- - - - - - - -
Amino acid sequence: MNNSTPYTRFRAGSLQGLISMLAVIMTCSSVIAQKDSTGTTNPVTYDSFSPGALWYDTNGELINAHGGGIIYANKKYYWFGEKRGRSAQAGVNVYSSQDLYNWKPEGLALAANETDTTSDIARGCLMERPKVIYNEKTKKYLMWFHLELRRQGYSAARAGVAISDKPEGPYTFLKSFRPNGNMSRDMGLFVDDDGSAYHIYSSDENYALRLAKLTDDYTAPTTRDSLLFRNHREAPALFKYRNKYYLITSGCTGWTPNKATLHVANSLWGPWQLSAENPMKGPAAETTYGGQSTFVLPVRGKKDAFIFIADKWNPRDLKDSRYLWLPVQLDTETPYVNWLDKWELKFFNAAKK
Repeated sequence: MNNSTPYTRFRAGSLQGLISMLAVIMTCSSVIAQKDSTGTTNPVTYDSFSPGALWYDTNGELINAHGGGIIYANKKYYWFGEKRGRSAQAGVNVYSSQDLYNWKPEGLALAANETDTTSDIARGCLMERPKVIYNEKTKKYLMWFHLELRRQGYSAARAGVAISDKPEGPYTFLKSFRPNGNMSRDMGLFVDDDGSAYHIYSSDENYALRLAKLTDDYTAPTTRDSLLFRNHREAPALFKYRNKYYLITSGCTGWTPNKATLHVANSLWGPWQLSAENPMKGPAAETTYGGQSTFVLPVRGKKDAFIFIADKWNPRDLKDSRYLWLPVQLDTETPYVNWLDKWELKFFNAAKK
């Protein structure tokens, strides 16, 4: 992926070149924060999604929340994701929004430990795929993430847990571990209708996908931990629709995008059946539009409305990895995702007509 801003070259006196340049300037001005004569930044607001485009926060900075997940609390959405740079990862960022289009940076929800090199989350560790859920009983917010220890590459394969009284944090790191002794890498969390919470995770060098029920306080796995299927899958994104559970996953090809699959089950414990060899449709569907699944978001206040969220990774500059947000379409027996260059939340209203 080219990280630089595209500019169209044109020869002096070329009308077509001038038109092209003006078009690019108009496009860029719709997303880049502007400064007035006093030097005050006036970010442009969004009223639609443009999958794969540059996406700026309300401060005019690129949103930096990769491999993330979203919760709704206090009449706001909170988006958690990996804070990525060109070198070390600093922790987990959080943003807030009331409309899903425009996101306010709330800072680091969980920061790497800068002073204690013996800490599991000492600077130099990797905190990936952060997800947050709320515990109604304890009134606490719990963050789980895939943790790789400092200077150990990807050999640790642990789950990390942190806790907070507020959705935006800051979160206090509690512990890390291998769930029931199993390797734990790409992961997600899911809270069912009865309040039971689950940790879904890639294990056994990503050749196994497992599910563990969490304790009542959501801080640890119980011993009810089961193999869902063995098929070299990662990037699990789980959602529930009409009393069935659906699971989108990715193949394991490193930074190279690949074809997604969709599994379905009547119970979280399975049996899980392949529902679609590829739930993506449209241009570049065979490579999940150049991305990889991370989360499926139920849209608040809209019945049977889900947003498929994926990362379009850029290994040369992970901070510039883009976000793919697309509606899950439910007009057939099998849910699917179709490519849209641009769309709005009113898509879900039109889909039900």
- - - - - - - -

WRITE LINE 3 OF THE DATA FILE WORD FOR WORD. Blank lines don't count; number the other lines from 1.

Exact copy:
């Protein structure tokens, strides 16, 4: 992926070149924060999604929340994701929004430990795929993430847990571990209708996908931990629709995008059946539009409305990895995702007509 801003070259006196340049300037001005004569930044607001485009926060900075997940609390959405740079990862960022289009940076929800090199989350560790859920009983917010220890590459394969009284944090790191002794890498969390919470995770060098029920306080796995299927899958994104559970996953090809699959089950414990060899449709569907699944978001206040969220990774500059947000379409027996260059939340209203 080219990280630089595209500019169209044109020869002096070329009308077509001038038109092209003006078009690019108009496009860029719709997303880049502007400064007035006093030097005050006036970010442009969004009223639609443009999958794969540059996406700026309300401060005019690129949103930096990769491999993330979203919760709704206090009449706001909170988006958690990996804070990525060109070198070390600093922790987990959080943003807030009331409309899903425009996101306010709330800072680091969980920061790497800068002073204690013996800490599991000492600077130099990797905190990936952060997800947050709320515990109604304890009134606490719990963050789980895939943790790789400092200077150990990807050999640790642990789950990390942190806790907070507020959705935006800051979160206090509690512990890390291998769930029931199993390797734990790409992961997600899911809270069912009865309040039971689950940790879904890639294990056994990503050749196994497992599910563990969490304790009542959501801080640890119980011993009810089961193999869902063995098929070299990662990037699990789980959602529930009409009393069935659906699971989108990715193949394991490193930074190279690949074809997604969709599994379905009547119970979280399975049996899980392949529902679609590829739930993506449209241009570049065979490579999940150049991305990889991370989360499926139920849209608040809209019945049977889900947003498929994926990362379009850029290994040369992970901070510039883009976000793919697309509606899950439910007009057939099998849910699917179709490519849209641009769309709005009113898509879900039109889909039900």